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Optimizing Remote Tank Monitoring Solutions for Industrial Reliability

remote tank monitoring

The Permian Basin in the southwest United States contains a vast oilfield where we drill into rock laid down over 250 million years ago. As part of the Permian geologic period, it's a reality of Deep Time. And yet, in order to keep our economy running, we have to do more than imaginable to control the riches these and other rocks keep buried within. We must safely drill into and extract, while safely optimizing and monitoring production.

Your remote oil fields and well pads are vital to your business and are performing dangerous tasks every day. Ensuring the system keeps running means paying attention to an incredible number of moving parts. No one person or team can be everywhere at once. And that's where remote tank monitoring solutions come in.

Monitoring solutions are the best way to make sure that you maintain the flow, pressure, and temperatures you need to keep running efficiently, effectively, and safely.

By installing remote tank monitoring solutions at your oil and gas sites, you'll have up-to-the-second control over all your operations. And, that's a good use of time.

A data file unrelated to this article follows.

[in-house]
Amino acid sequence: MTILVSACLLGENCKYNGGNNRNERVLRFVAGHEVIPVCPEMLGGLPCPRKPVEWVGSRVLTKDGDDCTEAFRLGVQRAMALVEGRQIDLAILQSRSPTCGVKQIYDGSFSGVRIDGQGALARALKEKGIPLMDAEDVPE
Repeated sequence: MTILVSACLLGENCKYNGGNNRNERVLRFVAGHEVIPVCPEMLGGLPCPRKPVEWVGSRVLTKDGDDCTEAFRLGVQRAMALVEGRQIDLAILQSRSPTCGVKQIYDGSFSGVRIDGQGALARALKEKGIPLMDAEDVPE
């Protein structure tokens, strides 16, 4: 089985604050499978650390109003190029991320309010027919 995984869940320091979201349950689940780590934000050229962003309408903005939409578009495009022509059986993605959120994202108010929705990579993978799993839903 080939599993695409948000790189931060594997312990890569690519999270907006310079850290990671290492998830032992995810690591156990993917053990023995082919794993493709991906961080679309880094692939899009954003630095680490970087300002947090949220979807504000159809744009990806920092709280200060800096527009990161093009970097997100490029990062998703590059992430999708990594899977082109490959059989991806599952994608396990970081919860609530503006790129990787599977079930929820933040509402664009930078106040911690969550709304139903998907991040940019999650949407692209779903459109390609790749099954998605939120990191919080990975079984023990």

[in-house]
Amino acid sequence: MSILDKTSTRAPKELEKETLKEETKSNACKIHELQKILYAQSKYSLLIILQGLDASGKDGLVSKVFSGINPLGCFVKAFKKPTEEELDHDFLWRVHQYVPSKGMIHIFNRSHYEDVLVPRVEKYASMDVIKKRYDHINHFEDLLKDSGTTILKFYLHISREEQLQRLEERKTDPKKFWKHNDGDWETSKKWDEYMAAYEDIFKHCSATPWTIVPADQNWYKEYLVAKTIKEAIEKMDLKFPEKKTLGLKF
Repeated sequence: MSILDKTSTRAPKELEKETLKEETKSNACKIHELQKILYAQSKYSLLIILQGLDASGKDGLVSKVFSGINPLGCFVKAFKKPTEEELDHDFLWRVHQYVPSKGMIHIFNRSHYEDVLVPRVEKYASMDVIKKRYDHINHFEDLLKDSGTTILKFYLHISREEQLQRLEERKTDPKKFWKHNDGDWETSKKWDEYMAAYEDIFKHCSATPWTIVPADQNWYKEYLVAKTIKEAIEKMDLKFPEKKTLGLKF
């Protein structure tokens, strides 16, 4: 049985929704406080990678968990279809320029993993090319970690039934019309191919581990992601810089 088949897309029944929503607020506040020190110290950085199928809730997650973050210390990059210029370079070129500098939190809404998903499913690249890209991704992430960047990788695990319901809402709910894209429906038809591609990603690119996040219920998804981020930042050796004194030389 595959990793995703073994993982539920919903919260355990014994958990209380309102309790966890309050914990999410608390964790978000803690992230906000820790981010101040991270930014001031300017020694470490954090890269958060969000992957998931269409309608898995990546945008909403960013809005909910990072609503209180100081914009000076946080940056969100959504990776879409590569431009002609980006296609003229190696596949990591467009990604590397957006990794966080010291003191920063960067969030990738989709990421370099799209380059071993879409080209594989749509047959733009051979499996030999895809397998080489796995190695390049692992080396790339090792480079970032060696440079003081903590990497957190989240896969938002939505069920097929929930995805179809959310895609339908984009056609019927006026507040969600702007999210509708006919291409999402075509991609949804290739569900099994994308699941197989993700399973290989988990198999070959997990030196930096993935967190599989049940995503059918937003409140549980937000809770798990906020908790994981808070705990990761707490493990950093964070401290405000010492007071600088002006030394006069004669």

What Remote Tank Monitoring Protects

According to the EIA, the costs of building onshore wells are actually going down. However, in other considerations, according to the EIA, each well costs between $4.9 and $8.1 million dollars with prices increasing for labor, accessibility, and difficulty of construction and maintenance.

If you have a remote well in a hard-to-reach field, you know you're on the expensive end of that spectrum. And, even if costs are going down, they aren't going down that much.

So, the first thing remote monitoring protects will be your investment. How does it do that? By making sure everything is running the way it should be without major equipment and process breakdowns.

Tank Level Monitoring

Tank level monitoring is always crucial. You obviously don't want a tank to get to full but in many upstream operations, you need a certain level of pressure to keep oil and gas flowing. This can also get complicated in a well pad, where you have multiple drills that are either filling up together or rotating depending on tank level, position, and other factors.

It's a delicate balance and one that you have programmed, of course. But again, things don't always go exactly as planned.

Having a monitoring system that lets you know before tank levels get out of order could save your entire drilling operation.

All Well Pad Operations